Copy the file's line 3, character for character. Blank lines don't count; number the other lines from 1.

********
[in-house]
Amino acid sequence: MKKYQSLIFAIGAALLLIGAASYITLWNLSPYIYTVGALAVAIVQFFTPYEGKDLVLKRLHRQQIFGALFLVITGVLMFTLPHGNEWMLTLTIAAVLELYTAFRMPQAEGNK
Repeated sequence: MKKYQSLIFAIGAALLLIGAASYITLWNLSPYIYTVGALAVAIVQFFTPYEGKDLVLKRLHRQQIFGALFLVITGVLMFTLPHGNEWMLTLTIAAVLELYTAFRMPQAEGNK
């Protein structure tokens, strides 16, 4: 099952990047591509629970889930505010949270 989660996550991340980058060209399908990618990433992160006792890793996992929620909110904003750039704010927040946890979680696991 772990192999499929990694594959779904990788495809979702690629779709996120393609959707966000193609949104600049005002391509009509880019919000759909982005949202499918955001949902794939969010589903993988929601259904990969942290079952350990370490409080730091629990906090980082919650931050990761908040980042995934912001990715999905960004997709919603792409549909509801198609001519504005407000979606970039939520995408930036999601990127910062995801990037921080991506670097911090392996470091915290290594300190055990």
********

Repeated sequence: MKKYQSLIFAIGAALLLIGAASYITLWNLSPYIYTVGALAVAIVQFFTPYEGKDLVLKRLHRQQIFGALFLVITGVLMFTLPHGNEWMLTLTIAAVLELYTAFRMPQAEGNK